The Insolvency Regulation will also cease to have effect in the UK after Brexit. Consequently, jurisdiction regarding EU-UK cross-border insolvency proceedings, the law applicable to such proceedings and recognition and enforcement of judgements concerning such proceedings will be governed by residual (national) PIL of the UK and the EU Member States. On restructuring, Brexit will imply that restructuring schemes are no longer subject to the favourable regime of recognition and enforcement under the Brussels I (Recast) Regulation. This would likely negatively impact the attractiveness of UK restructuring law for international (groups of) companies. Brexit will also have an important side effect on PIL issues relating to corporate mobility. Since the UK will leave the Single Market, UK corporations will no longer benefit from the freedom of establishment. That implies that the CJEU’s Centros and successive case law will no longer govern free movement of UK corporations into the EU, and Member States will be able to apply the real seat or incorporation theory at their own discretion in relation to UK companies.

Brexit Transition

For the Brexit transition period, the European Commission has proposed to base jurisdiction rules on the date of start of proceedings to determine applicability. EU PIL rules on jurisdiction would therefore cease to apply to proceedings commenced as from Brexit day. Moreover, Moreover, the Commission and the UK government have both proposed in their respective negotiation positions to refer to the conclusion of a choice of court agreement in order to determine the applicability of Article 25 of the Brussels I (Recast) Regulation. Subjecting choice of court agreements to a different legal regime after Brexit might have the undesirable effect that those which were valid under EU PIL are no longer under residual PIL.

As regards recognition and enforcement, the Commission has suggested that the Brussels I (Recast) Regulation should apply to judgements given before the UK’s exit from the EU. The UK government wants to extend this to judgements given after the withdrawal date in proceedings which were instituted before. The applicability of Brussels I (Recast) Regulation’s lis pendens rules point to the possibility of a UK judgement being recognised post-Brexit in the EU and vice versa. This approach is justified by the aim to avoid (the enforcement of) irreconcilable judgements. As long as enforcement of conflicting judgements is possible under the Brussels I (Recast) Regulation’s regime, the lis pendens rules should apply.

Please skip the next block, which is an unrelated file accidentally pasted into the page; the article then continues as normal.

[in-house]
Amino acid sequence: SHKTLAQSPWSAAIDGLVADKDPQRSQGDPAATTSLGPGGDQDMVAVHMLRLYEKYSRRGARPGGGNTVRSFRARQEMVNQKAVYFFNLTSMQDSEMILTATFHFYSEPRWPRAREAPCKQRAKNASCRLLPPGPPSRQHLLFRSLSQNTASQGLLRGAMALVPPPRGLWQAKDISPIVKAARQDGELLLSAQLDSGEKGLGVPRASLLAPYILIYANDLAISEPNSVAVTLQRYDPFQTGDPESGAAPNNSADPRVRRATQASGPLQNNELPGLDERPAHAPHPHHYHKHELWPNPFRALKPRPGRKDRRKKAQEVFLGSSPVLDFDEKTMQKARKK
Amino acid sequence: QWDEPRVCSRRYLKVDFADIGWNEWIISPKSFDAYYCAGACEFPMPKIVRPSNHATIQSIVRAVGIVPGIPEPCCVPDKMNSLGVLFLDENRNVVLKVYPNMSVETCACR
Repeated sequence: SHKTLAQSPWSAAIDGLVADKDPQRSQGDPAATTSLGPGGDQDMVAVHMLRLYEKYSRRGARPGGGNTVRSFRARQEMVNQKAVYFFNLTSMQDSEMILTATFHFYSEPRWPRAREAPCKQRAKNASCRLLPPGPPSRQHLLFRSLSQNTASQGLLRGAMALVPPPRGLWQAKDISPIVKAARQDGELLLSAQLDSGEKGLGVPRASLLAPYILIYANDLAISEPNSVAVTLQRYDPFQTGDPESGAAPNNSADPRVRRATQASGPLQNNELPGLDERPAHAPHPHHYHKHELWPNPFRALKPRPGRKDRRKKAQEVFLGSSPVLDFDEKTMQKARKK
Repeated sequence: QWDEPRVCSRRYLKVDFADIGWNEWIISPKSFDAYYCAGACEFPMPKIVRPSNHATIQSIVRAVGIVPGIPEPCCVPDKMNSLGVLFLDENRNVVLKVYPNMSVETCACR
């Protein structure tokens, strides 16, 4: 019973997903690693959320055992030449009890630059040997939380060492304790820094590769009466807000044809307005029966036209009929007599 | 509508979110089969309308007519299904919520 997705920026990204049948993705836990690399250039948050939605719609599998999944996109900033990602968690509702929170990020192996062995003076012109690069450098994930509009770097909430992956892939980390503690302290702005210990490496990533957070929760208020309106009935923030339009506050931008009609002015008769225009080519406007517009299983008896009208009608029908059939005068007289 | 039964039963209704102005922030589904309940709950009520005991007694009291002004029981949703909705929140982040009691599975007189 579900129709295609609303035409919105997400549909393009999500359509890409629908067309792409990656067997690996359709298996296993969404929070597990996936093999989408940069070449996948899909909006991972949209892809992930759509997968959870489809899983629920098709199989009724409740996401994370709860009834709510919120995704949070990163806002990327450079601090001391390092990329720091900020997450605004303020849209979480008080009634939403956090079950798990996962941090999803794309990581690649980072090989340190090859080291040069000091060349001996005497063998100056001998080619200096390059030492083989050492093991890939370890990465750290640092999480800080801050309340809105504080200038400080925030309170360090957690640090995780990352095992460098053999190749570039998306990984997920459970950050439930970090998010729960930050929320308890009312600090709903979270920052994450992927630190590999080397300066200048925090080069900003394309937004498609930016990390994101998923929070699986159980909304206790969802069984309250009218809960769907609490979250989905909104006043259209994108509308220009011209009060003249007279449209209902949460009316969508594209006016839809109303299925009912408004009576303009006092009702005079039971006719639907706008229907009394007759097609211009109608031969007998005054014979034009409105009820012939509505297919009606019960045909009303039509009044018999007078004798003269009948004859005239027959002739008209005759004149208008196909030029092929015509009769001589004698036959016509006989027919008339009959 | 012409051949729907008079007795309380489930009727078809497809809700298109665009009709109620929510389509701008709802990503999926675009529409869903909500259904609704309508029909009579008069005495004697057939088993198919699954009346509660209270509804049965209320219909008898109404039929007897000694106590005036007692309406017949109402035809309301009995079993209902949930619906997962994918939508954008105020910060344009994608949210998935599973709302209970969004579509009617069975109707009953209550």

There is also overlap between the Commission’s and the UK government’s negotiation proposals with regard to applicable law. The Rome I and Rome II Regulations link their applicability to the date of contract or of occurrence of the event giving rise to damage, respectively. Therefore, reference must be made to that same date in order to determine when the Rome I and Rome II Regulations will no longer apply in relation to the UK.

A final issue concerns the extent to which UK courts will be bound by the CJEU’s case law after Brexit. Logically, they should remain bound by prior case law when applying the EU PIL regulations. This approach might arguably be extended to post-Brexit CJEU case law, when UK courts apply EU PIL during the Brexit transition period.

Prospects for Post-Brexit Cooperation

Going forward, legal scholars have set out the option of a ‘bespoke’ bilateral EU-UK PIL agreement, which would copy the Brussels I (Recast) Regulation, and possibly the Rome I and the Rome II Regulations. Moreover, some argue that a similar agreement would be advisable in the field of cross-border insolvency proceedings. What should such a bilateral EU-UK agreement look like? Negotiators might find inspiration in the 2005 Denmark Agreement under which the Brussels I (Recast) Regulation applies to Denmark. The advantage of such a solution would be that the framework for recognition and enforcement remains in place, and that there would be clear lis pendens rules which govern parallel proceedings in the UK and the EU after withdrawal.

It is questionable, however, whether the UK would be willing to accept an arrangement similar to Article 6(3) and (4) of the Denmark Agreement, under which Danish courts must take ‘due account’ of the CJEU’s judgements regarding the Brussels I Regulation and the Brussels Convention. The UK government stated that the UK will be outside the ‘direct’ jurisdiction of the CJEU after Brexit. Nevertheless, it would be in line with UK courts’ comparative tradition of seeking inspiration from the case law of foreign courts for them to take CJEU case law into account after Brexit.

Research on family matters and child protection has already concluded that HCCH instruments will suffice to compensate for the effects of Brexit in that field. With respect to civil and commercial matters, the 2005 Hague Choice of Court Convention could be (an albeit partial) substitute for the Brussels I (Recast) Regulation, in the absence of a bespoke agreement. The convention fills in part of the gap left by Brussels I (Recast) in relation to exclusive choice of court agreements. However, it does not abolish the need for an exequatur in order to obtain cross-border enforcement, and important aspects such as consumer contracts and anti-trust matters are excluded from its scope of application.